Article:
A flow chart of the presently disclosed method is depicted in FIGS. 2A and 2B. The rectangular elements are herein denoted “processing blocks” and represent computer software instructions or groups of instructions. Alternatively, the processing blocks represent steps performed by functionally equivalent circuits such as a digital signal processor circuit or an application specific integrated circuit (ASIC). The flow diagrams do not depict the syntax of any particular programming language. Rather, the flow diagrams illustrate the functional information one of ordinary skill in the art requires to fabricate circuits or to generate computer software to perform the processing required in accordance with the present invention. It should be noted that many routine program elements, such as initialization of loops and variables and the use of temporary variables are not shown. It will be appreciated by those of ordinary skill in the art that unless otherwise indicated herein, the particular sequence of steps described is illustrative only and can be varied without departing from the spirit of the invention. Thus, unless otherwise stated the steps described below are unordered meaning that, when possible, the steps can be performed in any convenient or desirable order.

Referring now to FIGS. 2A and 2B, a flow diagram of a particular embodiment of a method 100 or providing auditory feedback in a personal virtual assistant is shown. The method 100 begins with processing block 102 which discloses receiving a user communication at the PVA.

Processing block 104 states determining whether an event sound is required in response to said receiving a user communication and upon determination that an event sound is required, providing an event sound to the user and upon determination that an event sound is not required then failing to provide an event sound to the user.

Processing continues at processing block 106 which recites determining a response to the communication received from the user. As recited in processing block 108, determining a response to the communication received from the user further comprises determining whether an event sound is required and upon determination that an event sound is required, providing an event sound to the user and upon determination that an event sound is not required then failing to provide an event sound to the user. As further recited in processing block 110, determining a response to the communication received from the user further comprises transmitting an event sound to the user to inform the user where they are in an application. Additionally, as disclosed in processing block 112, in certain embodiments determining a response further comprises providing a call handle when the user is presented with a call leg.

Processing block 114 states transmitting the response to the user communication to the user. This may include, as shown in processing block 116, transmitting an event sound as part of the response. Processing block 118 recites providing an event sound to a user upon an occurrence of a predefined event.

Processing block 120 discloses the determining whether an event sound is required in response to the receiving a user communication, the determining a response to the communication received from the user, and said transmitting the response to the user communication to the user are based on a verbosity level for the user of the PVA. As further recited in processing block 122, the verbosity level comprises longer prompts and minimal use of event sounds when the user is an inexperienced user, and providing shorter prompts (or no prompts at all) and extensive use of events sounds when the user is an experienced user.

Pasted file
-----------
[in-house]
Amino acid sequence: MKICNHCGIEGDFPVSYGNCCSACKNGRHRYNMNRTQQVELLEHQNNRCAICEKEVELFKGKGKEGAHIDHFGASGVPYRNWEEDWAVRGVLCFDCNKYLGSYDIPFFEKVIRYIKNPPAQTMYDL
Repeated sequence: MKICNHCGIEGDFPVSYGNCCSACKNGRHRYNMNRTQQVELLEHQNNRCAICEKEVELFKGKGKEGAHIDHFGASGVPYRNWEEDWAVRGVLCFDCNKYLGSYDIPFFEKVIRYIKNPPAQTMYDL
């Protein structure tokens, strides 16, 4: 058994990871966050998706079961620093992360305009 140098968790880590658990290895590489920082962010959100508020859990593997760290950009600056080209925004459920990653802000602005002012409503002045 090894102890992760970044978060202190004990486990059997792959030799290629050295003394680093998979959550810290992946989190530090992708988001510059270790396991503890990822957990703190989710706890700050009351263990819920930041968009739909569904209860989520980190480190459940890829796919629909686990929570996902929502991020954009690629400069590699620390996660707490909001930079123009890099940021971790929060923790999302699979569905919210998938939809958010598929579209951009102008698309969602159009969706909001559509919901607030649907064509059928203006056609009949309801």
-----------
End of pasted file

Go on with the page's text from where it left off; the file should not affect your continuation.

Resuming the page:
FIG. 3 illustrates example architectures of a PVA 240. The PVA 240 may be any type of computerized system such as a personal computer, workstation, portable computing device, mainframe, server or the like. In this example, the PVA 240 includes an interconnection mechanism 211 that couples a memory system 212, a processor 213, and a communications interface 214. The communications interface 214 allows the PVA 240 to communicate with external devices or systems.

The memory system 212 may be any type of computer readable medium that is encoded with an application 255-A that represents software code such as data and/or logic instructions (e.g., stored in the memory or on another computer readable medium such as a disk) that embody the processing functionality of embodiments of the invention as explained above. The processor 213 can access the memory system 212 via the interconnection mechanism 211 in order to launch, run, execute, interpret or otherwise perform the logic instructions of the applications 255-A for the PVA in order to produce a corresponding process 255-B. In other words, the process 255-B represents one or more portions of the application 255-A performing within or upon the processor 213 in the computer system.

It is to be understood that embodiments of the invention include the applications (i.e., the un-executed or non-performing logic instructions and/or data) encoded within a computer readable medium such as a floppy disk, hard disk or in an optical medium, or in a memory type system such as in firmware, read only memory (ROM), or, as in this example, as executable code within the memory system 212 (e.g., within random access memory or RAM). It is also to be understood that other embodiments of the invention can provide the applications operating within the processor 213 as the processes. While not shown in this example, those skilled in the art will understand that the computer system may include other processes and/or software and hardware components, such as an operating system, which have been left out of this illustration for ease of description of the invention.

Having described preferred embodiments of the invention it will now become apparent to those of ordinary skill in the art that other embodiments incorporating these concepts may be used. Additionally, the software included as part of the invention may be embodied in a computer program product that includes a computer useable medium. For example, such a computer usable medium can include a readable memory device, such as a hard drive device, a CD-ROM, a DVD-ROM, or a computer diskette, having computer readable program code segments stored thereon. The computer readable medium can also include a communications link, either optical, wired, or wireless, having program code segments carried thereon as digital or analog signals. Accordingly, it is submitted that that the invention should not be limited to the described embodiments but rather should be limited only by the spirit and scope of the appended claims.

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Classifications
U.S. Classification340/692
International ClassificationG08B25/08
Cooperative ClassificationH04M1/72552, H04M3/527, H04M2250/74, H04M1/72519, H04M19/02
European ClassificationH04M1/725F